The doctrine of res judicata stands for the principle that once the rights of the parties have been fully determined, litigation should end. It is an affirmative defense which operates to bar repetitious suits involving the same cause of action. The doctrine is comprised of two subparts: claim preclusion and issue preclusion.
Coomer v. CSX Transp., Inc., 319 S.W.3d 366, 371 (Ky. 2010) (internal footnotes and quotations omitted).
To apply, claim preclusion requires an identity of the parties and causes of action and a resolution on the merits. Id. Issue preclusion prevents a party from relitigating an issue “actually litigated and finally decided in an earlier action.” Buis v. Elliot, 142 S.W.3d 137, 140 (Ky. 2004) (quoting Yeoman v. Commonwealth, Health Policy Bd., 983 S.W.2d 459, 465 (Ky. 1998). “[D]ecisions of administrative agencies acting in a judicial capacity are entitled to the same res judicata effect as a judgment of a court.” Godbey v. University Hospital of the Albert B. Chandler Medical Center, Inc., 975 S.W.2d 104, 105 (Ky.App. 1998).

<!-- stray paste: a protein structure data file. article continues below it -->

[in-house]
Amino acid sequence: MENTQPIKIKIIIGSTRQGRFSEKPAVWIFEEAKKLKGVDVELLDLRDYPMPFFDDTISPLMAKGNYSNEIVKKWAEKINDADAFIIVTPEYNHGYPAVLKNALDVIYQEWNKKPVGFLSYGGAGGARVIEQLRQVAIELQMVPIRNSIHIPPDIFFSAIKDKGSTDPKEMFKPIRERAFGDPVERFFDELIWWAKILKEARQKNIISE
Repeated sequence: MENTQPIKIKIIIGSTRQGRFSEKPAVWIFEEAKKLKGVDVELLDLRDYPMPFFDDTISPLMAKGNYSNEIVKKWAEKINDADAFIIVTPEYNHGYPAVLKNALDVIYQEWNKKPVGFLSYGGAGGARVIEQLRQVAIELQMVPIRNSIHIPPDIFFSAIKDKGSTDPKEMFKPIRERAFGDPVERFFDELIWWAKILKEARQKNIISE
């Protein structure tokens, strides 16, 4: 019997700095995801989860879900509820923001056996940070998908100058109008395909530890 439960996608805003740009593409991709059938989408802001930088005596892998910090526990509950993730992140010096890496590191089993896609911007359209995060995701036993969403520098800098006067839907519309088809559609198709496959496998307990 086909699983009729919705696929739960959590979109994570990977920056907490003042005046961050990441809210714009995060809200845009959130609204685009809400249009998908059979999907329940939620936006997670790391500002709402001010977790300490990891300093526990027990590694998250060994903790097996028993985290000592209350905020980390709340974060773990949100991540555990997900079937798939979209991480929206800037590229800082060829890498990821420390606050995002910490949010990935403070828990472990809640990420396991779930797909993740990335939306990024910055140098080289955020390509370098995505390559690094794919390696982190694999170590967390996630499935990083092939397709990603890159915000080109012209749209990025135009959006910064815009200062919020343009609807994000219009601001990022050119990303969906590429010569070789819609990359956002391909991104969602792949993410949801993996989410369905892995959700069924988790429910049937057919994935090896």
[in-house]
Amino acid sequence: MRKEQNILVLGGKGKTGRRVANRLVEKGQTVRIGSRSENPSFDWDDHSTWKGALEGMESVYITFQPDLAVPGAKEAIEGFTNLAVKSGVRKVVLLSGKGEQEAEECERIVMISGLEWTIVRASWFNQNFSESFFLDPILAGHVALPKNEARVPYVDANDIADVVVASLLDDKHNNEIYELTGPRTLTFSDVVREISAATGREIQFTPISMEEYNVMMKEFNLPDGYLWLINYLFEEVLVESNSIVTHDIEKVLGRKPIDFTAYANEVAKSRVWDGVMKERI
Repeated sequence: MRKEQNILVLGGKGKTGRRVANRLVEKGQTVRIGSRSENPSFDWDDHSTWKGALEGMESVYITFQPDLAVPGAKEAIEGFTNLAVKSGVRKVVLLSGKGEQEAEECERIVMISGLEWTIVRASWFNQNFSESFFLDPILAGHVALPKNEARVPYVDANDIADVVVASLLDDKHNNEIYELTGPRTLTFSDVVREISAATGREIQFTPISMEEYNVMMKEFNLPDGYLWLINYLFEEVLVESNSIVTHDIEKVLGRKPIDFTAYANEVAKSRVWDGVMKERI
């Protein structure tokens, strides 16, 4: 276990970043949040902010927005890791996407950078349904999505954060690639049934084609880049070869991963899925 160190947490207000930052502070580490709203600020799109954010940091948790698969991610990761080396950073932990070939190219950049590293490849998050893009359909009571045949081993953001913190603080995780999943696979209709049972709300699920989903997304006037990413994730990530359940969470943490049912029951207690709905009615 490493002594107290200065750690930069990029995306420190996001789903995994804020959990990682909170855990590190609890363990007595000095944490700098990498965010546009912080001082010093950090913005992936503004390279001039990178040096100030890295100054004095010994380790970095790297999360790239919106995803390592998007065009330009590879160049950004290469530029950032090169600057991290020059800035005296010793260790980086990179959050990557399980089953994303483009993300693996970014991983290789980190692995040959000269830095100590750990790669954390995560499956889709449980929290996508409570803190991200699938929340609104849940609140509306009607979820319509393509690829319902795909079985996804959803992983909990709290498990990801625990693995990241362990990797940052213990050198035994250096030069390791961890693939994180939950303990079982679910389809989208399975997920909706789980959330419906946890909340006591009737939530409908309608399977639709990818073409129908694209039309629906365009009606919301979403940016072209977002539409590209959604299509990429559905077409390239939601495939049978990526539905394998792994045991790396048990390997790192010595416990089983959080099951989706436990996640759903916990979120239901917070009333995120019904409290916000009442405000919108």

From Gibson v. Hicks, COA,Pub., 7/27/2012